Having established what to eat, we nursed our ciders, chatting and waiting for someone to take our order. There didn’t seem to be much activity in the kitchen, which worried me since the growling of my stomach was growing ferocious, but this was a pop-up, I told myself. You couldn’t expect the usual prompt, commercial service. Eventually a cheery guy sauntered over to our table and started chatting to us. The chef would be here soon, he promised, and in the meantime, he’d take our order. And did we want more drinks while we waited?
Panicking at the revelation that chef wasn’t even in the kitchen, I decided alcohol was to only way to keep warm and ordered a “hedgerow sling,” a cocktail featuring slow gin and blackberries, and then concentrated on wriggling my toes back to life.
The room slowly filled with people as we waited, and waited . . . and waited. After an hour or so a couple were seated at our table and after nodding a greeting to us began discussing the menu. “No,” said the man firmly to the woman. “I want the venison all to myself. I don’t love you that much.” We giggled. What is it with men and sharing food, I wondered for the hundredth time. Now and then our waiter came over, solicitously inquiring into our well-being, assuring us that food was on its way. He did is best to keep us amused, launching into curious stories about hay bales and misbehaving friends, liberally peppering his narrative with profanities and shaking his head in disbelief at the general state of affairs.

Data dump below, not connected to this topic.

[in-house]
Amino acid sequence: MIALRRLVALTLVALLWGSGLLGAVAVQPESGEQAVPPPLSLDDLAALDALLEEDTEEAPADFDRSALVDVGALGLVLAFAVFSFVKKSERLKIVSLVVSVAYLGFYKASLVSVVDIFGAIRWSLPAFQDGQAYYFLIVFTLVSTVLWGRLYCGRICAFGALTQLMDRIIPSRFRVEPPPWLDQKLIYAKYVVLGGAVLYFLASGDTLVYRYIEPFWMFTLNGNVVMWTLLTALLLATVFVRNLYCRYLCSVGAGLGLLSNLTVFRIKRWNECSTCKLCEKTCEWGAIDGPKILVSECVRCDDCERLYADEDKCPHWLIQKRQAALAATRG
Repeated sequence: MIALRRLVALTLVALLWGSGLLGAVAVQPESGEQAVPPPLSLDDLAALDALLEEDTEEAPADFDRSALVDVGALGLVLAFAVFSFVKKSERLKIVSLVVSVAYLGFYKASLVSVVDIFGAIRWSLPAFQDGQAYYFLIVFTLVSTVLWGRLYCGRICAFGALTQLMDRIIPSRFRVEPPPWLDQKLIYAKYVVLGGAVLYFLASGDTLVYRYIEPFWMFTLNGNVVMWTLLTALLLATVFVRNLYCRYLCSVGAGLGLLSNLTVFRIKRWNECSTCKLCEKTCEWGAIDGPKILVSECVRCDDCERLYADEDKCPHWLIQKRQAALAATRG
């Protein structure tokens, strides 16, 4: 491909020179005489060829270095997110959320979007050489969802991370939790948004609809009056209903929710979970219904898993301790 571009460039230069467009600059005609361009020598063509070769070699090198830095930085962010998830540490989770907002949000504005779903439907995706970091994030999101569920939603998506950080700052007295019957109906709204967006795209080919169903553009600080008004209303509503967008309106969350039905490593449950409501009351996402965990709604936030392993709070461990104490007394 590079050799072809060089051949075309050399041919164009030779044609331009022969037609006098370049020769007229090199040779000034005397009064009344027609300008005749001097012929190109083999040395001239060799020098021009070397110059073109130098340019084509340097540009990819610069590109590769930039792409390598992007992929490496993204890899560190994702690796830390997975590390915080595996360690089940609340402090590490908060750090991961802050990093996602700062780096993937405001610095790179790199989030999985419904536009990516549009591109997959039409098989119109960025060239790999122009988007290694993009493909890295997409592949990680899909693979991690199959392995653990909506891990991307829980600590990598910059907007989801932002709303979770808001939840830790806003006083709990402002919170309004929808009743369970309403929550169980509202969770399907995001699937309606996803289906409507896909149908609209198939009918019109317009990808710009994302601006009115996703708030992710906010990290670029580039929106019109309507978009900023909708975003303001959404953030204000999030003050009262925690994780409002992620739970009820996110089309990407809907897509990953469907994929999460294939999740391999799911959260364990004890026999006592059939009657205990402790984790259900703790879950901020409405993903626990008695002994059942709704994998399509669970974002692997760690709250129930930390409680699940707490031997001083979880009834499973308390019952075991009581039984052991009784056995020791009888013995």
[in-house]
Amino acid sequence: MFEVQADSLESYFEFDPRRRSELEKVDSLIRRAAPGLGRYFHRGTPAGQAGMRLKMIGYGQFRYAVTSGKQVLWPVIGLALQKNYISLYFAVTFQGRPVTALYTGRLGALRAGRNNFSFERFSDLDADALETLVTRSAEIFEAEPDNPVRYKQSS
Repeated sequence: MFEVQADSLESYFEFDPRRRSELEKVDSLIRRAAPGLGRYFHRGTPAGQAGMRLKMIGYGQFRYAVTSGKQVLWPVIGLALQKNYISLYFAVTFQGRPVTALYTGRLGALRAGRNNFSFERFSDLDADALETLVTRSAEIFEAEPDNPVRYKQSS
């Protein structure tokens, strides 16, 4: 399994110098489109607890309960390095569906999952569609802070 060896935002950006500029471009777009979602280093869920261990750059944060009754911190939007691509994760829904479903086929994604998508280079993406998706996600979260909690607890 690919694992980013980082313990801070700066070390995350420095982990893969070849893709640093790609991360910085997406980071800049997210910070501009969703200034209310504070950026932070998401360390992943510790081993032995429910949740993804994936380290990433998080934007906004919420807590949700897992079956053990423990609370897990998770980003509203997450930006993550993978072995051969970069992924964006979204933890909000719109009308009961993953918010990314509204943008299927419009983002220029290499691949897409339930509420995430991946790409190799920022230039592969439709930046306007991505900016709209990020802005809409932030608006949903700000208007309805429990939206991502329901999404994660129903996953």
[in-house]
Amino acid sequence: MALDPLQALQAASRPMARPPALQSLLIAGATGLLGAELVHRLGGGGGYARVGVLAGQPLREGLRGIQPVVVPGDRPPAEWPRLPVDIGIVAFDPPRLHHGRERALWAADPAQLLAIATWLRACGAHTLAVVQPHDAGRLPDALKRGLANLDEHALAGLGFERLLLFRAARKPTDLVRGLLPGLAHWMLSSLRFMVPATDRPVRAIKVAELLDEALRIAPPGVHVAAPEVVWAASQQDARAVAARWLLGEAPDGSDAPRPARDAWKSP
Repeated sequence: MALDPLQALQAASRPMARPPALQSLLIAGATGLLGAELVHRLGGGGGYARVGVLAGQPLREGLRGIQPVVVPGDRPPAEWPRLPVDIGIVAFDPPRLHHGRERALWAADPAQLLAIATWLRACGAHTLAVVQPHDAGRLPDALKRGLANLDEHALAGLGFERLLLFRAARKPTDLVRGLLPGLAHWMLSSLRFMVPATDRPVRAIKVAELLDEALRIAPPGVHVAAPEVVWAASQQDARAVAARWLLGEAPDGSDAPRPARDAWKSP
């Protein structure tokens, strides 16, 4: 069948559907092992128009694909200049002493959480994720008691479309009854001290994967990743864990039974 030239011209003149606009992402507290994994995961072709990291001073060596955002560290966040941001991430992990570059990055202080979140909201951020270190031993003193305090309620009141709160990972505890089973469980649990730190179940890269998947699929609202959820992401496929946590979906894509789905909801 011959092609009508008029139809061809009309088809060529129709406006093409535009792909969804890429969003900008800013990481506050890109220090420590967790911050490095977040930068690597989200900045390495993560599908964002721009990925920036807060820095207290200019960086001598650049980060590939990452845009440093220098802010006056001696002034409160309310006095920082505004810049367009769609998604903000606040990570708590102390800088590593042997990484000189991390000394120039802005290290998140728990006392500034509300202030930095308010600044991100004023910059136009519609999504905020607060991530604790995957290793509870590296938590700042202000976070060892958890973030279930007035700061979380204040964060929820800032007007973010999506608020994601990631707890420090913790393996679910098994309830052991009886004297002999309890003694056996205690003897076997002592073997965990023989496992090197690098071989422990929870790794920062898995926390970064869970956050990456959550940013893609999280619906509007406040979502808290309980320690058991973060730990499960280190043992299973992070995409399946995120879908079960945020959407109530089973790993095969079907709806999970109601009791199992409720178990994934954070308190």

Eventually the food arrived. It was good, fairly interesting, but nothing to rhapsodize over. I’d been eagerly awaiting the venison stew, especially after the waiter had mentioned that it contained chocolate. When it finally arrived it was rich, dark and warming, but a bit too salty. I could barely tell it was venison.
The couple at our table finished and left, and in their place we were joined by two men. The hostess came over and whispered conspiratorially: “I hope you don’t mind,” she smiled and raised an impish eyebrow, “I’ve put some boys at your table. Is this okay? Sure?”
As we finished our meal, I wondered about the appeal of pop-up restaurants. This was my first experience and I hesitate to make sweeping conclusions. There will have to be further research. However, looking around the room at the animated faces, at people squeezed together, balancing on hay bales, at our swearing waiter making the rounds and the fedora crowned hostess pouring drinks, I felt I grasped part of the pull. Pop-ups aren’t really about the food. Or at least not primarily. Critics say they appeal because they’re trendy and cultivate a sense of the secretive and exclusive. This wasn’t my experience at all. There was no pretension or self-consciousness, and the atmosphere was down-to-earth, relaxed, and welcoming. In a sense pop-ups are part of a larger rejection of the generic modern food experience. Whereas the trend towards local, seasonal products is a rejection of commodified food itself, pop-ups seek an alternative to the homogenized dining experience, characterized by formality, false smiles and endless choice. Instead it is about intimacy and originality. The Poacher’s Pocket delivered abundantly on these two features. And I’m sure when this delightful personality is tempered with adequate heating and a slightly more organized kitchen, it could be a supremely rewarding experience.